By fostering an open working culture, leaders can harness employee innovation and creativity to build a sustainable future.  Ann Gammie explains how.

“When times get tough, the gut reaction of many leaders is often to try to deliver more with less. One practical effect of this is a far greater level of control in terms of how things are done. People get squeezed into job ‘cages’, micro-managing proliferates and initiative-taking is condemned.

Such an environment is the antithesis of an ‘open’ culture. What’s more, it is counter-productive. Because surviving and thriving in a challenging environment means encouraging flexibility, focus, energy, great ideas, customer loyalty and organisational responsiveness – the opposite of increasing control.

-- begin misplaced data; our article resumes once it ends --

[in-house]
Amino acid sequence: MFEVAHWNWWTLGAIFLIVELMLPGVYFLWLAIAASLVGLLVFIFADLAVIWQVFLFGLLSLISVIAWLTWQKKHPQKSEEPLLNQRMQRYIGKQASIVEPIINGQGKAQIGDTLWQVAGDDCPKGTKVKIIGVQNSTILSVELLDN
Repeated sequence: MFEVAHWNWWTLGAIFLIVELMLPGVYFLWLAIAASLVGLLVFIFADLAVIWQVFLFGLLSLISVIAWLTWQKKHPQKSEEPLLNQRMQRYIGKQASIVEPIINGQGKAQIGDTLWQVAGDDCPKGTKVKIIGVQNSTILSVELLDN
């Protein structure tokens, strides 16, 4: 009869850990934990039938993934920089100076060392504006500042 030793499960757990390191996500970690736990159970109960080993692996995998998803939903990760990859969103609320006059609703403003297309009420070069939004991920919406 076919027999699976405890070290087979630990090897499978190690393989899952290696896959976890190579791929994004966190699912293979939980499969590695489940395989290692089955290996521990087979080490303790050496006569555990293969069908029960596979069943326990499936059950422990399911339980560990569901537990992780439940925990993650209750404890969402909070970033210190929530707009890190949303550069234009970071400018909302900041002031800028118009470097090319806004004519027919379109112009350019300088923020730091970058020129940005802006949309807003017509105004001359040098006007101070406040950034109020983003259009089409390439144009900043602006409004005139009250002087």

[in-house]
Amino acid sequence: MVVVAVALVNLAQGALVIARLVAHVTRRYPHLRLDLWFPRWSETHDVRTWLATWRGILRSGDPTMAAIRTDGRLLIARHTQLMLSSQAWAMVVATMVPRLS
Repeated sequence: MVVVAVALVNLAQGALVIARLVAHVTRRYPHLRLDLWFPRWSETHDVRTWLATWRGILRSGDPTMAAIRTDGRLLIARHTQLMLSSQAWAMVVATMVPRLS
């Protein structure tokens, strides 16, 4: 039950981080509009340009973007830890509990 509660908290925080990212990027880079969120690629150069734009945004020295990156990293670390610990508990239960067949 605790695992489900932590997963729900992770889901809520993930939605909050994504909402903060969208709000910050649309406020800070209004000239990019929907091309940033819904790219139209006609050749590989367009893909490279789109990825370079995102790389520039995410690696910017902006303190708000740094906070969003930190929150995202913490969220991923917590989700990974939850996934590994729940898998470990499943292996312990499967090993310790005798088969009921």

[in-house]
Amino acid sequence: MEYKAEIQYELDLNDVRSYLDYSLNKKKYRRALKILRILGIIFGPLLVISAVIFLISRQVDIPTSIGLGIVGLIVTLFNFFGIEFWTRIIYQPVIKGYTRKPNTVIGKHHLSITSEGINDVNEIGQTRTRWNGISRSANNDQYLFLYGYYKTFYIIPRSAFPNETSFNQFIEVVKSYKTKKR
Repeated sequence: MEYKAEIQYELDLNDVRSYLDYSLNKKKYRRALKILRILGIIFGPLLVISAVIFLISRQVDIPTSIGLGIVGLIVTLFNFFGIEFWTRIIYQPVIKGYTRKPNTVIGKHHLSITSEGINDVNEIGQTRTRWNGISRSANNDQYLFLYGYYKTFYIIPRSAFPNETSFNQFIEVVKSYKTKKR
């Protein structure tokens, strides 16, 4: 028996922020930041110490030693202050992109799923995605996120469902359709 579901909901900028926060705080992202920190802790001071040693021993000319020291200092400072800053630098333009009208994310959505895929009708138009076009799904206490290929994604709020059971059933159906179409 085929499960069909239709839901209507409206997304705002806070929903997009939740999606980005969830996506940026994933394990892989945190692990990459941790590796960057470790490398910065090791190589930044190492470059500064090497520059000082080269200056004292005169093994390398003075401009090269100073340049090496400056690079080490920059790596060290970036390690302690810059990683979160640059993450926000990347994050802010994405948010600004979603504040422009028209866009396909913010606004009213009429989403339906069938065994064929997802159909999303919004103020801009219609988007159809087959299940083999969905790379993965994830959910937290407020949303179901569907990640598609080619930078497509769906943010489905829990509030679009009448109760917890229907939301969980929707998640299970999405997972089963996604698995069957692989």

An open environment used to be considered one in which people were empowered. But this concept is really now part of the old paradigm. These days, an open environment is one that harnesses the collective power of the whole. It is a space in which people can be authentic without anarchy, one where there is a balance between individual freedom of expression and a certain level of order and focus…”

This article appeared in The Guardian online’s Leadership Hub on 4 March 2013.  To read it in full visit: